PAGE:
Sunday, December 10, 2006

El Mundo Viene a Tepeyac

This weekend in Mexico City, things have kicked into high gear in the run-up as yesterday's memorial of St Juan Diego signals the home stretch toward Tuesday's feast of Our Lady of Guadalupe.

If you've never seen it, there's nothing like it. As with no other saint or apparition under any title, Guadalupe is the defining symbol of the Mexican people, both at home and in the diaspora. For them, the Empress of the Americas (that's her title) isn't an object of distance or cold reverence, but "Mamacita" -- "Mommy" -- the queen, mother, essence and protectress of the nation.

For the feast and these days leading up to it, her children return to Tepeyac by the millions, and those who can't actually be there transport themselves in spirit the world over, filling cathedrals and other large churches in the dark of night for the traditional late-night vigil of the Mañanitas and Midnight Mass. (The shots here come from last Sunday's celebration in East Los Angeles, where 30,000 showed up. Among them was none less than Msgr Diego Monroy Ponce, the rector of the Guadalupe Basilica.... And as further proof of her reach, on Tuesday a Guadalupe monument will be dedicated in... Kansas.)

If you've never seen it, tomorrow night's Mañanitas will rock you to your core. If you can tune into Univisión, do so -- they've already got wall-to-wall coverage. The Big Night begins at 11pm Eastern, with celebrity anchors in the plaza, correspondents in satellite hotspots and all the media trappings of a papal visit, just without the Pope.

Just when you were convinced that the Anglo church was off to hell in a handbasket and had reached the point of no return in its reenactment of the Donatist heresy, beholding the experience is a comforting reminder that, in a universal church, hope springs eternal and we have so much still to learn and embrace... if we keep our eyes, and ourselves, open to it. Not to mention that, with the Aztec dancers and drummers, people of all stripes and all sorts of cultural dress leading the crowds in speaking to the Tilma in the most sincere, affectionate and loving of terms, it's one of the best and most effective examples of inculturation you'll ever see, not to mention one of the most pure, sincere mass manifestations of faith you'll ever find. Ever.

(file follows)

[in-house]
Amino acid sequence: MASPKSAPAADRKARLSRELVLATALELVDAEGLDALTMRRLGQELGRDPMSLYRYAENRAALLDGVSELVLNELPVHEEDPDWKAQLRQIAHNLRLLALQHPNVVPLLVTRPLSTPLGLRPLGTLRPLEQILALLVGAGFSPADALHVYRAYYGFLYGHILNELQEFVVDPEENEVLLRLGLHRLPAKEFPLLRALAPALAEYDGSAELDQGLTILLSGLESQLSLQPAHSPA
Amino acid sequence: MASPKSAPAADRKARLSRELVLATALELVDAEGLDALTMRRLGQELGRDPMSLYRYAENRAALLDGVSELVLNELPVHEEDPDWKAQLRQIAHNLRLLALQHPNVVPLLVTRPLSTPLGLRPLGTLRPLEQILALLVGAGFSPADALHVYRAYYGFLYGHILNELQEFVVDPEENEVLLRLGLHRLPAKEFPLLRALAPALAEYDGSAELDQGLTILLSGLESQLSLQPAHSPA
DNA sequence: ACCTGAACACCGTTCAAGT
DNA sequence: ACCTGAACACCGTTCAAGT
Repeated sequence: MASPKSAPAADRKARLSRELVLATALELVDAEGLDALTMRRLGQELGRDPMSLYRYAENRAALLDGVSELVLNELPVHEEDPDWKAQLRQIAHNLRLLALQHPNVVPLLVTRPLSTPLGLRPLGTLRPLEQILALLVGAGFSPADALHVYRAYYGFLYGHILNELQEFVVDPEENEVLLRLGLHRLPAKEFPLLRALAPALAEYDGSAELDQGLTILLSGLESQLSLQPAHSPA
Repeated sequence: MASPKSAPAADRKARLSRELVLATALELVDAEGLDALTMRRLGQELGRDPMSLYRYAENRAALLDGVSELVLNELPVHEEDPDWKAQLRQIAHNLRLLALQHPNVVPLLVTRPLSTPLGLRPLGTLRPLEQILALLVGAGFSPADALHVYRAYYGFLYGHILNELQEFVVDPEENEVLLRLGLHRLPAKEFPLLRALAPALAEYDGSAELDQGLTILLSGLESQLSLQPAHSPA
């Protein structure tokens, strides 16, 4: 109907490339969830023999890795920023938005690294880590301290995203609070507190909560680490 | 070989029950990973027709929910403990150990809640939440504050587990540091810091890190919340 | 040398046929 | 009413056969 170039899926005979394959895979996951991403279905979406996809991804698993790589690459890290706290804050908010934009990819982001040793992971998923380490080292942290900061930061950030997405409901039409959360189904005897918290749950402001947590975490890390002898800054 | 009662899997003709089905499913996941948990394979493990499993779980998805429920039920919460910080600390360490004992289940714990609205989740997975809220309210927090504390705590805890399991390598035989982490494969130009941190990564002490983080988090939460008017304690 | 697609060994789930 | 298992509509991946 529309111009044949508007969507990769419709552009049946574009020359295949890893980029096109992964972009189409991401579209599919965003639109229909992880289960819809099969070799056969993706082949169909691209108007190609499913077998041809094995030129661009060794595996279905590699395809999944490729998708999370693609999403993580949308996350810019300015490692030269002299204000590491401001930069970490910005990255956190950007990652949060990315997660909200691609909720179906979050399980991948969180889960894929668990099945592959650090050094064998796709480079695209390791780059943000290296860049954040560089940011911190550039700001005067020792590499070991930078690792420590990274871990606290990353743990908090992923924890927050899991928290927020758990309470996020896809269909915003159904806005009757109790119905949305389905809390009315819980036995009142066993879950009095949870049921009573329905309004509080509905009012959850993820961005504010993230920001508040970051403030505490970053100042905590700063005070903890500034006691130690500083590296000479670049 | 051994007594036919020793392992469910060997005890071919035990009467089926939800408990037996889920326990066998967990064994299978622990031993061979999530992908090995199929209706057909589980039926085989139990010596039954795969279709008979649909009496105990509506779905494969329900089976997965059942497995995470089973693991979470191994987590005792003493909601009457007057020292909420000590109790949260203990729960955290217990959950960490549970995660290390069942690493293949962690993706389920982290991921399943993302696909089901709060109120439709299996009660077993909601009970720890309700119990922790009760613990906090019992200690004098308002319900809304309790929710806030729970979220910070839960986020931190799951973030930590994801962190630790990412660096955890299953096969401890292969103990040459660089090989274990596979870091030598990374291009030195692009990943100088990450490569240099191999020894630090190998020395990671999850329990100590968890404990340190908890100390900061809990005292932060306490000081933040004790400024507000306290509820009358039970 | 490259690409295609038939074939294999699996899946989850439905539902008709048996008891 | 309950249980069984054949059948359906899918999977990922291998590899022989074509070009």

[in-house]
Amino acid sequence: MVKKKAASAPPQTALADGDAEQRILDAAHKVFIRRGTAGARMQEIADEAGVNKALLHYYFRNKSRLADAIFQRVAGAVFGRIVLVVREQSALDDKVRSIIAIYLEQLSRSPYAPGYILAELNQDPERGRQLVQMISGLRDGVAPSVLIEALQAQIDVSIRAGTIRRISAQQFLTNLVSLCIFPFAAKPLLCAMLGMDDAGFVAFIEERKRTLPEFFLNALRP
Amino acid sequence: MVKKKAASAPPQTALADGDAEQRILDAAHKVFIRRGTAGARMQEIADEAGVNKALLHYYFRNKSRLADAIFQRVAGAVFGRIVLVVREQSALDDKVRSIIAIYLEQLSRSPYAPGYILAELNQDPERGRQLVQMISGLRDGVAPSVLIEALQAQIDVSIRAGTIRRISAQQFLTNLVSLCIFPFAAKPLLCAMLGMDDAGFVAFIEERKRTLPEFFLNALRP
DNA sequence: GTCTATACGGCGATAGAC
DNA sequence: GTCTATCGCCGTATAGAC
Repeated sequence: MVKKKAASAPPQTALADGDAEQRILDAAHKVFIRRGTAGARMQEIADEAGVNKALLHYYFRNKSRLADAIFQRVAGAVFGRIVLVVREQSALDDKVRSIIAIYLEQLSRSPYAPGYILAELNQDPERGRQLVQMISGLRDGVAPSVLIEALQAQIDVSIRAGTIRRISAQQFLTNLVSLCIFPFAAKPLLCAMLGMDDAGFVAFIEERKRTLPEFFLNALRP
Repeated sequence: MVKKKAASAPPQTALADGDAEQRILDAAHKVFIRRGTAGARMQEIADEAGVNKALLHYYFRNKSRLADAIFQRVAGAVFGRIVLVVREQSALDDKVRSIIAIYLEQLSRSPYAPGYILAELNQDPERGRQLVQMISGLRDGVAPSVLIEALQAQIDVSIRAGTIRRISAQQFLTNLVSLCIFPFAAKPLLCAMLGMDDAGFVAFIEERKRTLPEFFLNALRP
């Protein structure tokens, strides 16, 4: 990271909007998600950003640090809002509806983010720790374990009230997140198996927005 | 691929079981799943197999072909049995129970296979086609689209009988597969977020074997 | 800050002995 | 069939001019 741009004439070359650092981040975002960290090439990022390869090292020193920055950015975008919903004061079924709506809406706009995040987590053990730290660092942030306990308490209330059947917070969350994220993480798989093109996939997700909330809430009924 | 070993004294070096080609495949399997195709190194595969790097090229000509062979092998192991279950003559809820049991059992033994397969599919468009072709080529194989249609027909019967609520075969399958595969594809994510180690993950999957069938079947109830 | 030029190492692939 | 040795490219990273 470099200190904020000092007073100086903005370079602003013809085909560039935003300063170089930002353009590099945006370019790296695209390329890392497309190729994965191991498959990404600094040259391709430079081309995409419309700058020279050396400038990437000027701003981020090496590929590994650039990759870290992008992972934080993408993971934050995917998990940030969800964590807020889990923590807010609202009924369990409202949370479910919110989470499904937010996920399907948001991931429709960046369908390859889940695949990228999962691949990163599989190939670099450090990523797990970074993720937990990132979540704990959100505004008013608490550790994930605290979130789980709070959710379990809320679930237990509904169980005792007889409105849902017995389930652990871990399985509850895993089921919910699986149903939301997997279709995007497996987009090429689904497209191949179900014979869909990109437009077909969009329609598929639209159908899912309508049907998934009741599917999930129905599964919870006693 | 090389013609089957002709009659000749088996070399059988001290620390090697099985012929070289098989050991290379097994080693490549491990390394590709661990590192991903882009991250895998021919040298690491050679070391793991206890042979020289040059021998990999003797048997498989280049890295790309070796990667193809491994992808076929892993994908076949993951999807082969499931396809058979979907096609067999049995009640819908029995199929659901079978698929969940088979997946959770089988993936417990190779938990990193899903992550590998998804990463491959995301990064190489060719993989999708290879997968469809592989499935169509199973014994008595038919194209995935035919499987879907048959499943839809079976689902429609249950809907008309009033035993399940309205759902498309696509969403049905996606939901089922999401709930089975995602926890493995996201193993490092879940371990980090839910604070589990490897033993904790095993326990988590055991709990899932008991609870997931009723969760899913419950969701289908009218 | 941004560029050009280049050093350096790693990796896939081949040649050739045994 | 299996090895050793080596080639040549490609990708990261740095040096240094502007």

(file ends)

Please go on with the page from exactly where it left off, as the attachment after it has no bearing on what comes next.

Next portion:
The ironic thing is, one of the US Catholicism's biggest nights -- quite possibly its biggest, Christmas and Easter Vigil included -- keeps taking place every year while its Anglo contingent is, literally, sleeping... and while it fades ever quicker into the minority.

According to the latest numbers, Latino Catholics make up for 42 percent of the church in America, having provided 90% of its growth in the post-Conciliar period. Especially on this 475th anniversary of the apparitions to Juan Diego, it's too beautiful, and too significant, an event to let slip by -- the ceremonies in Mexico City are echoed before throngs in LA, New York, San Antonio, Detroit, Phoenix, Denver, and a horde of other places.

A friend of mine just got back from her first trip to Mexico, and was able to see this in a very real way. She told me of a man she met who was planning to bike the 160 kilometers from his town to Guadalupe to be there for the feast, of people who devote their life savings to buying one nice suit or dress for the day they're able to climb Tepeyac, to the innumerable images of the Tilma, far as the eye could see, carried and worn to the shrine basilica and the plaza outside, on T-shirts, on posters, in flowers.

The latter were taken up an emotional notch last year, as a new rendering flew off the shelves depicting Guadalupe with our first Mexican Pope -- Wojtyla, in case you couldn't figure it out -- resting in the nook of her shoulder. Apparently, those images were in high evidence again this year.

So if you can watch, watch. For far-flung readers, stay tuned for a load of shots and stories on the feast.

AP/Danny Moloshok